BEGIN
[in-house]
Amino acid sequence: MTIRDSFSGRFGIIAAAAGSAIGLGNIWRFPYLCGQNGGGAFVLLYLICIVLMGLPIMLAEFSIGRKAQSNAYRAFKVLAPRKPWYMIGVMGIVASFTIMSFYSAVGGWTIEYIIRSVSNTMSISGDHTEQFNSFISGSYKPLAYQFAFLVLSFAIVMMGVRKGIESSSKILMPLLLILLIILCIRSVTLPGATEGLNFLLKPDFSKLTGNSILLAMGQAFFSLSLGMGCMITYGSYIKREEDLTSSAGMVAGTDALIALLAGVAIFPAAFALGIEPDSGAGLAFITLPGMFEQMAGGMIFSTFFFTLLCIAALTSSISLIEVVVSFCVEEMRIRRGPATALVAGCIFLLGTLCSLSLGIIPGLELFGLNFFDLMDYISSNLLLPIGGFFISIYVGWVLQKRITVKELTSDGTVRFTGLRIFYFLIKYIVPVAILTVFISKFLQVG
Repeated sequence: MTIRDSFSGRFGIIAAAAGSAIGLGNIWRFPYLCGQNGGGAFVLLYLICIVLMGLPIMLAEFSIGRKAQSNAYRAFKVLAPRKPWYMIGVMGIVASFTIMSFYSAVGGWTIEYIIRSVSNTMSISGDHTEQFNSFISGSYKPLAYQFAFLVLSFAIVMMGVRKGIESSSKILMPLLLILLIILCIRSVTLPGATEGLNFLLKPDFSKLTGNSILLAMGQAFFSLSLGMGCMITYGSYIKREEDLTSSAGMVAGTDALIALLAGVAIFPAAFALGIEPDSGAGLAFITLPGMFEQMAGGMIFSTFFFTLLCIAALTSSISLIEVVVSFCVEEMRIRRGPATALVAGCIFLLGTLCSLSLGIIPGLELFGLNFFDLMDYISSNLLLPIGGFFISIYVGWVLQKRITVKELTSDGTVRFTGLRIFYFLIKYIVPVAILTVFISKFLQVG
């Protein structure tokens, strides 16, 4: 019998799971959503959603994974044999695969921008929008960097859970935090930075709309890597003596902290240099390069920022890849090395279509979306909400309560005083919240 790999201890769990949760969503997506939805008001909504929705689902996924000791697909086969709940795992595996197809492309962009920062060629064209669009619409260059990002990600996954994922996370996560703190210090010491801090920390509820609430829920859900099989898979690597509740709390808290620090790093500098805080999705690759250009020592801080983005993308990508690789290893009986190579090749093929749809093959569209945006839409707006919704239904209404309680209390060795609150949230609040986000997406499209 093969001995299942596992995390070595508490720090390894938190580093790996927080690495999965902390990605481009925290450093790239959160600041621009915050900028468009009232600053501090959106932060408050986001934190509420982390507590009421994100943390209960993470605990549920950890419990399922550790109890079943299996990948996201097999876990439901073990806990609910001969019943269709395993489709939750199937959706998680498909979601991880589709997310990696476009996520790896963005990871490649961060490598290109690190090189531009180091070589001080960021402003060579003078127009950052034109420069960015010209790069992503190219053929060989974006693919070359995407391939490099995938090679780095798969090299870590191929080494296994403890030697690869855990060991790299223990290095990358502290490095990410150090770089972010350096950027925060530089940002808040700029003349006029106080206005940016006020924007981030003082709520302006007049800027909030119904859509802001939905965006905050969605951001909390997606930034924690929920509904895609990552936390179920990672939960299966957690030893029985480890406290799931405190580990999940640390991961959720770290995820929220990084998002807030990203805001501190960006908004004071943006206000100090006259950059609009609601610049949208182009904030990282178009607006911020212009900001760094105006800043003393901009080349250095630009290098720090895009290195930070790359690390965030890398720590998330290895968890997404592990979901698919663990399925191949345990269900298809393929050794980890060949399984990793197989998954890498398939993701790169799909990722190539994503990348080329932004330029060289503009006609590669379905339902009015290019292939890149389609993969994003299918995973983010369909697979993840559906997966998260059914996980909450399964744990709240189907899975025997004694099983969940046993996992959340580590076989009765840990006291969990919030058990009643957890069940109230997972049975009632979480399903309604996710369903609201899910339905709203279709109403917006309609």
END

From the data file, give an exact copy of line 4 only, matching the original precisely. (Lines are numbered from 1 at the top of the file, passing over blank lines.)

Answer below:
């Protein structure tokens, strides 16, 4: 019998799971959503959603994974044999695969921008929008960097859970935090930075709309890597003596902290240099390069920022890849090395279509979306909400309560005083919240 790999201890769990949760969503997506939805008001909504929705689902996924000791697909086969709940795992595996197809492309962009920062060629064209669009619409260059990002990600996954994922996370996560703190210090010491801090920390509820609430829920859900099989898979690597509740709390808290620090790093500098805080999705690759250009020592801080983005993308990508690789290893009986190579090749093929749809093959569209945006839409707006919704239904209404309680209390060795609150949230609040986000997406499209 093969001995299942596992995390070595508490720090390894938190580093790996927080690495999965902390990605481009925290450093790239959160600041621009915050900028468009009232600053501090959106932060408050986001934190509420982390507590009421994100943390209960993470605990549920950890419990399922550790109890079943299996990948996201097999876990439901073990806990609910001969019943269709395993489709939750199937959706998680498909979601991880589709997310990696476009996520790896963005990871490649961060490598290109690190090189531009180091070589001080960021402003060579003078127009950052034109420069960015010209790069992503190219053929060989974006693919070359995407391939490099995938090679780095798969090299870590191929080494296994403890030697690869855990060991790299223990290095990358502290490095990410150090770089972010350096950027925060530089940002808040700029003349006029106080206005940016006020924007981030003082709520302006007049800027909030119904859509802001939905965006905050969605951001909390997606930034924690929920509904895609990552936390179920990672939960299966957690030893029985480890406290799931405190580990999940640390991961959720770290995820929220990084998002807030990203805001501190960006908004004071943006206000100090006259950059609009609601610049949208182009904030990282178009607006911020212009900001760094105006800043003393901009080349250095630009290098720090895009290195930070790359690390965030890398720590998330290895968890997404592990979901698919663990399925191949345990269900298809393929050794980890060949399984990793197989998954890498398939993701790169799909990722190539994503990348080329932004330029060289503009006609590669379905339902009015290019292939890149389609993969994003299918995973983010369909697979993840559906997966998260059914996980909450399964744990709240189907899975025997004694099983969940046993996992959340580590076989009765840990006291969990919030058990009643957890069940109230997972049975009632979480399903309604996710369903609201899910339905709203279709109403917006309609």